It concentrates on the meaning of the words. It concentrates on the meaning of the message.
    The language has a referential and metalinguistic function The language has an expressive, communicative, investigative, and symbolic function
    The What is dominant The Who is dominant
    Why Why
    Linguistic objectives Personal and linguistic objectives
    Directed towards past or future Directed towards the group
    A pedagogy concentrating on an objective, on results A pedagogy of the road that concentrates on the process
  2. The acquisition of a correct pronunciation is crucial and is based on getting acquainted with the prosodic characteristics of the language such as rhythm, melody and pronunciation, from the very beginning. The written or read work is based on this.The trainer explains the exercise for the group in the very first day within the frames of a warming up exercise that prepares for the main exercise. Explanation is needed, as this exercise may be very different form the usual ones done by the participants in previous courses. The animator explains that is very important to first learn the rhythm, melody and sounds of a language as this greatly helps understanding, then he says a sequence which is spoken by the group in chorus. This helps the pupils get in contact with the prosodic elements of the language. The trainer follows his words with gestures as well so it leads the participants toward a global understanding and not to an understanding of individual units.Rhythm: to encounter a foreign language is at first like experiencing a new rhythm. The rhythm provides the structural framework into which melodies and sounds can fit. Participants are helped to recognize what is specific about their own rhythm. Then they begin exercises based on natural rhythms found in the foreign language.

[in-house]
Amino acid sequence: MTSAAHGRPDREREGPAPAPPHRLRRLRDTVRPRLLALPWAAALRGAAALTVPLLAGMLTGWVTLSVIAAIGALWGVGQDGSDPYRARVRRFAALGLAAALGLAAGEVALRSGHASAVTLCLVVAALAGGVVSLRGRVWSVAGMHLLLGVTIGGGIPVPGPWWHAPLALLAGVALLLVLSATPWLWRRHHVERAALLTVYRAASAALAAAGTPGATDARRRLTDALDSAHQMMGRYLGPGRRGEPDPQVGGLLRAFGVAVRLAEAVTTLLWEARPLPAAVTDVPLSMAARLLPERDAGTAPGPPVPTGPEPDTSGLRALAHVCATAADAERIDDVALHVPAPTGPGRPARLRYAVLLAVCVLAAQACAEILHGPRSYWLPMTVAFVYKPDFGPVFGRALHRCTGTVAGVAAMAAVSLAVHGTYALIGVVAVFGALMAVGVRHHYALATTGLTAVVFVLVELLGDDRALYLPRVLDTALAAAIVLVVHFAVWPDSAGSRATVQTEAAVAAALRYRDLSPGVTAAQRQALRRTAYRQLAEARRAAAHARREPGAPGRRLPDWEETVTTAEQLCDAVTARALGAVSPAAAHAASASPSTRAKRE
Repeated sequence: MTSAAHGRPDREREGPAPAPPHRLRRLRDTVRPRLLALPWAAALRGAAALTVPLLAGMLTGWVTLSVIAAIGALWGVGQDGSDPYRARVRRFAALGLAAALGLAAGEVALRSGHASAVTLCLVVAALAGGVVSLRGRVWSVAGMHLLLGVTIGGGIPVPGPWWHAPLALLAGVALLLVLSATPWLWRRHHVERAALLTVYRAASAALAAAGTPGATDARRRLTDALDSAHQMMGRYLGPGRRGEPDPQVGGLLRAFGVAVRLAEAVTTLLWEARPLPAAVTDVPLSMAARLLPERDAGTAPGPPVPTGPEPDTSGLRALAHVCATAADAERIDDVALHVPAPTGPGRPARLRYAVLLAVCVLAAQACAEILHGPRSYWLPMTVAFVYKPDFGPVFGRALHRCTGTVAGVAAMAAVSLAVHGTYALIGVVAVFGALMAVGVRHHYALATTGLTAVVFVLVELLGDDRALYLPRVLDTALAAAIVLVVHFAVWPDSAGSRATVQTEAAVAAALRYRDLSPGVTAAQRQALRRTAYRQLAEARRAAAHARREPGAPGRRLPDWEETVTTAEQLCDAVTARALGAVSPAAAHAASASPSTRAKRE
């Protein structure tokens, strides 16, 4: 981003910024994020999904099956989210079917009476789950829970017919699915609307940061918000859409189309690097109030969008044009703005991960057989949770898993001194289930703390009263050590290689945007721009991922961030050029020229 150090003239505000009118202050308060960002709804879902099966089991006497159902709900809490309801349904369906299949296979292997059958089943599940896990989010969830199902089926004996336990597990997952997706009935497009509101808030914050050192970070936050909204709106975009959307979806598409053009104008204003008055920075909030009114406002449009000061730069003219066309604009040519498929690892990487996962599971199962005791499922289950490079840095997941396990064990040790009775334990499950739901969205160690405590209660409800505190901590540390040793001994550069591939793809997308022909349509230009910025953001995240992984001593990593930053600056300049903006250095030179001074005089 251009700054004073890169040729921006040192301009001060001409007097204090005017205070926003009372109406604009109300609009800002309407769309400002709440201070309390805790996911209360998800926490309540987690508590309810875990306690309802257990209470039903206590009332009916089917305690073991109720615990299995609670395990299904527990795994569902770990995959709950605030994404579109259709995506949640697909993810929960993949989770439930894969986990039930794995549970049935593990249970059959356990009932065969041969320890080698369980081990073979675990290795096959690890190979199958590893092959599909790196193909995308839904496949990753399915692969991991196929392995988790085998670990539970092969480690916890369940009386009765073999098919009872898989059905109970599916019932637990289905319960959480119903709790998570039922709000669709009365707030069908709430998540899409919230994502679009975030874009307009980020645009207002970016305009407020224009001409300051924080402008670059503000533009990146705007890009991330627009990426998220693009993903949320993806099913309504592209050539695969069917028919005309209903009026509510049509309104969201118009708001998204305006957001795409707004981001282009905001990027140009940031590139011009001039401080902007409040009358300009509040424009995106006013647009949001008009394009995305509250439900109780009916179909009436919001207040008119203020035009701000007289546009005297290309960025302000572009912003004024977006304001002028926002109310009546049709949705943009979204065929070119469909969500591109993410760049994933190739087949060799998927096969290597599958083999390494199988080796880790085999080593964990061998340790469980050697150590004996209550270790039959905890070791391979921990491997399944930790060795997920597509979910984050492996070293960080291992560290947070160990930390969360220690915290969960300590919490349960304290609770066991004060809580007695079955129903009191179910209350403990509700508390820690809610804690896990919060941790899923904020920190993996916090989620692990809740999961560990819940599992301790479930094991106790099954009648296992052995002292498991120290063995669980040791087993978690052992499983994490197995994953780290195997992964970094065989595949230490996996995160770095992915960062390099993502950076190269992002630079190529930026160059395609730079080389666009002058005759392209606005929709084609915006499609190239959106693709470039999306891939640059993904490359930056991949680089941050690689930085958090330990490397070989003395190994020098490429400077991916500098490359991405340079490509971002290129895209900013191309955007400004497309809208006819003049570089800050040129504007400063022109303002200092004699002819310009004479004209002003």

The function of intonation is to help a person’s spoken words to resonate and live and to express all the elements of the message, that is to say, its emotional and personal as well as its intellectual components. Memory is stimulated when rhythm and melody are taken into account. The language practised in the exercises of PLA is full of such characteristics and, being personal, it more easily works its way into the body and mind so that it is progressively assimilated without being consciously learnt by heart.

    Learners often tend to speak lifelessly in the foreign language, which reflects the fact that it has been taught to them throughout their school lives with its emotional content removed. They need help to rediscover the expressiveness of the sounds in the language. In PLA the protagonists are sensitized to vocal nuances. Participants are made aware of their body’s zones of sound resonance, the effects of their vibration, and their influence on breathing movements.